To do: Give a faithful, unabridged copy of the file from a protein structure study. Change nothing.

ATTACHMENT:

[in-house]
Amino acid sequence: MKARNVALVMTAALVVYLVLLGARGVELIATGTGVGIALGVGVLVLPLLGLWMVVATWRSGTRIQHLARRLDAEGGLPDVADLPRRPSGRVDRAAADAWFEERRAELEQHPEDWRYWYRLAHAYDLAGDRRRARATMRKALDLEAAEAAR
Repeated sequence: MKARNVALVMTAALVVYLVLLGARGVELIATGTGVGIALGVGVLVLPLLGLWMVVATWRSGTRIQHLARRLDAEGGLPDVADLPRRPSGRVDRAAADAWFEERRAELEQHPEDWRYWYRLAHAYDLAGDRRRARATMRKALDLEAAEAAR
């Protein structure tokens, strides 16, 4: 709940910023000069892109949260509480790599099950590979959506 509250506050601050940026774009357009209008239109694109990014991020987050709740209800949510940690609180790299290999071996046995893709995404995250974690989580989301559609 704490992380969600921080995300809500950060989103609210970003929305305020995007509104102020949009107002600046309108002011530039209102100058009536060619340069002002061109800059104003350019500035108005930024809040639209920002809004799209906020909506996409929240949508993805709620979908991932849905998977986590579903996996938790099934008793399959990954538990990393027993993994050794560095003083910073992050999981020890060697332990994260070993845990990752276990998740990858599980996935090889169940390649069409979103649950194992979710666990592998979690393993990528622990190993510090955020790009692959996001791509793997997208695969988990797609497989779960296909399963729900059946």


[in-house]
Amino acid sequence: MKARNVALVMTAALVVYLVLLGARGVELIATGTGVGIALGVGVLVLPLLGLWMVVATWRSGTRIQHLARRLDAEGGLPDVADLPRRPSGRVDRAAADAWFEERRAELEQHPEDWRYWYRLAHAYDLAGDRRRARATMRKALDLEAAEAAR
Repeated sequence: MKARNVALVMTAALVVYLVLLGARGVELIATGTGVGIALGVGVLVLPLLGLWMVVATWRSGTRIQHLARRLDAEGGLPDVADLPRRPSGRVDRAAADAWFEERRAELEQHPEDWRYWYRLAHAYDLAGDRRRARATMRKALDLEAAEAAR
């Protein structure tokens, strides 16, 4: 709940910023000069892109949260509480790599099950590979959506 509250506050601050940026774009357009209008239109694109990014991020987050709740209800949510940690609180790299290999071996046995893709995404995250974690989580989301559609 704490992380969600921080995300809500950060989103609210970003929305305020995007509104102020949009107002600046309108002011530039209102100058009536060619340069002002061109800059104003350019500035108005930024809040639209920002809004799209906020909506996409929240949508993805709620979908991932849905998977986590579903996996938790099934008793399959990954538990990393027993993994050794560095003083910073992050999981020890060697332990994260070993845990990752276990998740990858599980996935090889169940390649069409979103649950194992979710666990592998979690393993990528622990190993510090955020790009692959996001791509793997997208695969988990797609497989779960296909399963729900059946």